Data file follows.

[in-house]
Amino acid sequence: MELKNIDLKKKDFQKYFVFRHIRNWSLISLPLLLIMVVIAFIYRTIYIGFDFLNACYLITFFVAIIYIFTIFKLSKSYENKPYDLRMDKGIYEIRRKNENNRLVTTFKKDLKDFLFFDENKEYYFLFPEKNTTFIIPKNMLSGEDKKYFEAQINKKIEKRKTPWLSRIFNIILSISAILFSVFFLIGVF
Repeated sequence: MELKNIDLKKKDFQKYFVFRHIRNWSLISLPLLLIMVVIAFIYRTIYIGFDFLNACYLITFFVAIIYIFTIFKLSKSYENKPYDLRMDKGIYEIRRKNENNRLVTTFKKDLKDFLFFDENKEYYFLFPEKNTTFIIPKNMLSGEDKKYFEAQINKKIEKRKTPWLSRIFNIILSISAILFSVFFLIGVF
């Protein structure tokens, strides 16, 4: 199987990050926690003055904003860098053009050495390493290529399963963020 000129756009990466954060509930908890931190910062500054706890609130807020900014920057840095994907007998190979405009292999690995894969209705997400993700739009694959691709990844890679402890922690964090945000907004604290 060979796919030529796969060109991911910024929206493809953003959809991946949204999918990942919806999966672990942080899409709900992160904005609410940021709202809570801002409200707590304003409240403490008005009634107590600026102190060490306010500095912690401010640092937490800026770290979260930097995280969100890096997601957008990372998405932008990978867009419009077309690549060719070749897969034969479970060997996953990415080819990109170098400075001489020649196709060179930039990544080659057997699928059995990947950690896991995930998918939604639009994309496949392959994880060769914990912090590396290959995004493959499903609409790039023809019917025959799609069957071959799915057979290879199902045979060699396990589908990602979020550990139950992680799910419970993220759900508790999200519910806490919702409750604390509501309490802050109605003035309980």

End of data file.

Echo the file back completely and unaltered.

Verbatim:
[in-house]
Amino acid sequence: MELKNIDLKKKDFQKYFVFRHIRNWSLISLPLLLIMVVIAFIYRTIYIGFDFLNACYLITFFVAIIYIFTIFKLSKSYENKPYDLRMDKGIYEIRRKNENNRLVTTFKKDLKDFLFFDENKEYYFLFPEKNTTFIIPKNMLSGEDKKYFEAQINKKIEKRKTPWLSRIFNIILSISAILFSVFFLIGVF
Repeated sequence: MELKNIDLKKKDFQKYFVFRHIRNWSLISLPLLLIMVVIAFIYRTIYIGFDFLNACYLITFFVAIIYIFTIFKLSKSYENKPYDLRMDKGIYEIRRKNENNRLVTTFKKDLKDFLFFDENKEYYFLFPEKNTTFIIPKNMLSGEDKKYFEAQINKKIEKRKTPWLSRIFNIILSISAILFSVFFLIGVF
């Protein structure tokens, strides 16, 4: 199987990050926690003055904003860098053009050495390493290529399963963020 000129756009990466954060509930908890931190910062500054706890609130807020900014920057840095994907007998190979405009292999690995894969209705997400993700739009694959691709990844890679402890922690964090945000907004604290 060979796919030529796969060109991911910024929206493809953003959809991946949204999918990942919806999966672990942080899409709900992160904005609410940021709202809570801002409200707590304003409240403490008005009634107590600026102190060490306010500095912690401010640092937490800026770290979260930097995280969100890096997601957008990372998405932008990978867009419009077309690549060719070749897969034969479970060997996953990415080819990109170098400075001489020649196709060179930039990544080659057997699928059995990947950690896991995930998918939604639009994309496949392959994880060769914990912090590396290959995004493959499903609409790039023809019917025959799609069957071959799915057979290879199902045979060699396990589908990602979020550990139950992680799910419970993220759900508790999200519910806490919702409750604390509501309490802050109605003035309980």